IDEAS home Printed from
   My bibliography  Save this paper

Infant Mortality During Economic Downturns and Recovery


  • Ronald Mendoza

    (Division of Policy and Practice,UNICEF)

  • Nicholas Rees

    (Division of Policy and Practice,UNICEF)


This paper reviews the empirical literature on the impact of economic downturns on infant mortality. Drawing on this, it examines the possible impact of the presently unfolding global economic slowdown. While there is scope for further improving our understanding of the links between economic trends and infant mortality, the available empirical evidence does suggest that children face grave risks if the social impact of the global slowdown is unmitigated. There is also a risk that the global slowdown could undermine recent progress in reducing infant mortality. The analysis and evidence underscore several key areas for policy responses: a) providing humanitarian relief, including health and nutrition interventions to the most hard-hit and vulnerable groups; b) expanding social protection to the poorest and most vulnerable; and c) resuscitating growth in a way that is pro-poor and ensures that the recovery of household incomes—notably among the poor and low income households—is robust and sustained. The main message of this paper for policymakers is that, based on empirical evidence on past crises, the possible impact of the present crisis on infant mortality is nothing that cannot be mitigated by policies that protect children and women and ensure sufficient social investments in the first place.

Suggested Citation

  • Ronald Mendoza & Nicholas Rees, 2009. "Infant Mortality During Economic Downturns and Recovery," Working papers 0904, UNICEF,Division of Policy and Strategy.
  • Handle: RePEc:uce:wpaper:0904

    Download full text from publisher

    File URL:
    Download Restriction: no

    References listed on IDEAS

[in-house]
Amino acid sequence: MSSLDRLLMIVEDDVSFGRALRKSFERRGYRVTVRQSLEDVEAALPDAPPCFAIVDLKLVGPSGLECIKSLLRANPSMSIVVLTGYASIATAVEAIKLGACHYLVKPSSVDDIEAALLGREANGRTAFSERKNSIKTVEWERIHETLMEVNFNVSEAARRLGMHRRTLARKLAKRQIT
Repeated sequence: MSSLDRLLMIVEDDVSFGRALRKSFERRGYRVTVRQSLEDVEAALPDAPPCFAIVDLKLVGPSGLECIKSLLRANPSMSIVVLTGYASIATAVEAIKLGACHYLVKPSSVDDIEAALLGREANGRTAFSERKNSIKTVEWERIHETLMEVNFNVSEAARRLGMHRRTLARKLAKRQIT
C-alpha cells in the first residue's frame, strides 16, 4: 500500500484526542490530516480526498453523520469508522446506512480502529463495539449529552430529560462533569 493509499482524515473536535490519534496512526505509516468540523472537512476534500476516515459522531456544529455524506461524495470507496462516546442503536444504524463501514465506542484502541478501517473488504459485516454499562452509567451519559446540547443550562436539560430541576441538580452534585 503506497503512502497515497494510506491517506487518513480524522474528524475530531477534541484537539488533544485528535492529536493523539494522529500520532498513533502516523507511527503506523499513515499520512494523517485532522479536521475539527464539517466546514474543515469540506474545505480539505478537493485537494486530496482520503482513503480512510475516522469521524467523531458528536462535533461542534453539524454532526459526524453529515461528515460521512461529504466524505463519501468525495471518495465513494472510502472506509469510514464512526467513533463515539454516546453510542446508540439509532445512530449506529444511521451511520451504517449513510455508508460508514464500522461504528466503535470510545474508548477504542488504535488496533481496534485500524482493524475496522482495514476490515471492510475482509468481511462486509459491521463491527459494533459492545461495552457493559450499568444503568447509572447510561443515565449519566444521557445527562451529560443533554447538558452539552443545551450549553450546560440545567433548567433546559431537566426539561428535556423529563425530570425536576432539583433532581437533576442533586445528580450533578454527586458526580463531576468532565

1. Quisumbing, Agnes R., 2003. "Food Aid and Child Nutrition in Rural Ethiopia," World Development, Elsevier, vol. 31(7), pages 1309-1324, July.
    2. Bengtsson, Niklas, 2010. "How responsive is body weight to transitory income changes? Evidence from rural Tanzania," Journal of Development Economics, Elsevier, vol. 92(1), pages 53-61, May.
    3. Abhijit Banerjee & Esther Duflo & Gilles Postel-Vinay & Timothy M. Watts, 2007. "Long Run Health Impacts of Income Shocks: Wine and Phylloxera in 19th Century France," NBER Working Papers 12895, National Bureau of Economic Research, Inc.
    4. Christina Paxson & Norbert Schady, 2005. "Child Health and Economic Crisis in Peru," World Bank Economic Review, World Bank Group, vol. 19(2), pages 203-223.
    5. Emanuela Galasso & Martin Ravallion, 2004. "Social Protection in a Crisis: Argentina's Plan Jefes y Jefas," World Bank Economic Review, World Bank Group, vol. 18(3), pages 367-399.
    6. Sarah Baird & Jed Friedman & Norbert Schady, 2011. "Aggregate Income Shocks and Infant Mortality in the Developing World," The Review of Economics and Statistics, MIT Press, vol. 93(3), pages 847-856, August.
    7. Bhalotra, Sonia, 2010. "Fatal fluctuations? Cyclicality in infant mortality in India," Journal of Development Economics, Elsevier, vol. 93(1), pages 7-19, September.
    8. Jalan, Jyotsna & Ravallion, Martin, 2003. "Does piped water reduce diarrhea for children in rural India?," Journal of Econometrics, Elsevier, vol. 112(1), pages 153-173, January.
    9. Frankenberg, E. & Thomas, D. & Beegle, K., 1999. "The Real Costs of Indonesia's Economic Crisis: Preliminary Findings from the Indonesia Family Life Surveys," Papers 99-04, RAND - Labor and Population Program.
    10. de Janvry, Alain & Finan, Frederico & Sadoulet, Elisabeth & Vakis, Renos, 2006. "Can conditional cash transfer programs serve as safety nets in keeping children at school and from working when exposed to shocks?," Journal of Development Economics, Elsevier, vol. 79(2), pages 349-373, April.